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Flexible Sixteen Antenna Array for Microwave Breast Cancer Detection

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H. Bahramiabarghouei, E. Porter, A. Santorelli, B. Gosselin, M. Popović, and L. A. Rusch, Laval University & McGill University, Volume 62, Issue 10, Page 2516-2525

Radar based microwave imaging (MWI) has been widely studied for breast cancer detection. The dielectric property differences of tissues must be monitored over a wide frequency band for this application. We target a clinical prototype with a wearable patient interface for microwave breast cancer detection. The long-term goal is a low-cost, low-exposure, portable, breast cancer screening device for wide deployment.

The radar system for microwave breast cancer detection and monitoring uses multistatic time-domain pulsed radar. Sixteen flexible antennas are embedded into a bra and form the core of a multi-static imaging system. The previous system required the patient to lie prone on a table where a rigid, cup-like holder accommodated the breast to be imaged. Our prototype is wearable and has improved measurement consistency as the flexible antenna array conforms to breast shape and does not require an immersion medium to eliminate air gaps. The proposed system is significantly more cost-effective and has a smaller footprint.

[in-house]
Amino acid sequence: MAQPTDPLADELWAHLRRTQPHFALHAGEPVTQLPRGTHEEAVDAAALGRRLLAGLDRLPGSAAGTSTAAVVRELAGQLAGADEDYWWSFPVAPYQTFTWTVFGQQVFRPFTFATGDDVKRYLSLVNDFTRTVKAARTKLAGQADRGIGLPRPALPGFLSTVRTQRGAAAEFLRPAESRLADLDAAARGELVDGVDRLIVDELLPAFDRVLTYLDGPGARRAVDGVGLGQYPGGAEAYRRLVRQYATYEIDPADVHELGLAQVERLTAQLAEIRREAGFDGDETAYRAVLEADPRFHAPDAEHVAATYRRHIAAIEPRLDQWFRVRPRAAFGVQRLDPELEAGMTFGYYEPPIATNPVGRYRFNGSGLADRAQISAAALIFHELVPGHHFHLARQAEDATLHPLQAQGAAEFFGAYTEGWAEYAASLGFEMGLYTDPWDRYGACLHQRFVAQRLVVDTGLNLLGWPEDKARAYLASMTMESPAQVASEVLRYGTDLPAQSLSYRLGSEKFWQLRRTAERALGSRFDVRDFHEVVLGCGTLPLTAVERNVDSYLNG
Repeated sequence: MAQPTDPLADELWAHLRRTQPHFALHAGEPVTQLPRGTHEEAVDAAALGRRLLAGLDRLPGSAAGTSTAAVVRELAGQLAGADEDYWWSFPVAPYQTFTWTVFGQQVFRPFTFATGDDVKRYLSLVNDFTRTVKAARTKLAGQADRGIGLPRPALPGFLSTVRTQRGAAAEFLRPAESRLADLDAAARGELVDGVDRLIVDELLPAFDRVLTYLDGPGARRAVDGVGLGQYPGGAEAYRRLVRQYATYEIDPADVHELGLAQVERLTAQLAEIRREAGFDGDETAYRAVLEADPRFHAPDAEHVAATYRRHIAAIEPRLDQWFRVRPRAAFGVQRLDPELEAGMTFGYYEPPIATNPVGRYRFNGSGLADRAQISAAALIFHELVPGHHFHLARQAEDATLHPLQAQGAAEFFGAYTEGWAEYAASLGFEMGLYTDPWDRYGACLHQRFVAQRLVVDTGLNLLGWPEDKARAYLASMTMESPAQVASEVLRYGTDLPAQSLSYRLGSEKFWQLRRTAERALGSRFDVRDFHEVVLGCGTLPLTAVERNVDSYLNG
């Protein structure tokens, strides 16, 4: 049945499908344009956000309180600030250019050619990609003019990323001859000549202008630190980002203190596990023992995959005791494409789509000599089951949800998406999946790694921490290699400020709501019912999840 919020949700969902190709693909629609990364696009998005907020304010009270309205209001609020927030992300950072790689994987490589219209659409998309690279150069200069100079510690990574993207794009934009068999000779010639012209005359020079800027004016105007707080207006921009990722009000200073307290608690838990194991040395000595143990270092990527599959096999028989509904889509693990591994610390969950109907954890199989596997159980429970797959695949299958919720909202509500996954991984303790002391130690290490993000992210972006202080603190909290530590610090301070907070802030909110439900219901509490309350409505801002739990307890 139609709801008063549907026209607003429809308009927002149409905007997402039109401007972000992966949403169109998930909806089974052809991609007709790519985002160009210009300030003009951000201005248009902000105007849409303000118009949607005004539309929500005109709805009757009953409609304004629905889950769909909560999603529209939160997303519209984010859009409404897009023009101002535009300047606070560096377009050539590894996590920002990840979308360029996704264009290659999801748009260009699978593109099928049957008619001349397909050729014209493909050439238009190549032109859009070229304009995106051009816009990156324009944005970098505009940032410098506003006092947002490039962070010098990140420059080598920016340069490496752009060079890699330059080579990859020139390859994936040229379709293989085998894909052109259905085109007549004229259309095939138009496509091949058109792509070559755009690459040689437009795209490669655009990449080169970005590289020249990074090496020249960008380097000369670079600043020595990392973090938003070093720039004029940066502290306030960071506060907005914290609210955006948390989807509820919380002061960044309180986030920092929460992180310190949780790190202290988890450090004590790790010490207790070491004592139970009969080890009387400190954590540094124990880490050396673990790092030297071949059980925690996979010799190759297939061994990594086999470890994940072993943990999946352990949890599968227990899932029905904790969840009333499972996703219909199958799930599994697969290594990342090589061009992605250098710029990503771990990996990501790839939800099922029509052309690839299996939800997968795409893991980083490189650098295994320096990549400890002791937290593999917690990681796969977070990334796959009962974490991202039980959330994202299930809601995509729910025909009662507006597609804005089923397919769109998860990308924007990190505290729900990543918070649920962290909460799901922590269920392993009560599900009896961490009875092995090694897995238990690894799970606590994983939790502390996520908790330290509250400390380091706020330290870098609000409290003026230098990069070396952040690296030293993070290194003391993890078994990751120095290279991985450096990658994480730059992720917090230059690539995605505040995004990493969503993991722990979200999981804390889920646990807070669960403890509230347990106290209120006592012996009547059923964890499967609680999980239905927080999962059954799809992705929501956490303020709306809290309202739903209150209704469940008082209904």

Using a high-frequency electromagnetic structure simulator (HFSS), we design single- and dual-polarization antennas in a frequency range of 2–4 GHz, to be in contact with biological breast tissues. We developed two different flexible conformal 4×4 ultra-wideband antenna arrays, in a format similar to that of a bra. By using a reflector for the arrays, the penetration of the propagated electromagnetic waves from the antennas into the breast can be improved by factors of 3.3 and 2.6, respectively. To the best of our knowledge, a flexible antenna array for breast cancer screening has not been presented in the literature to date.

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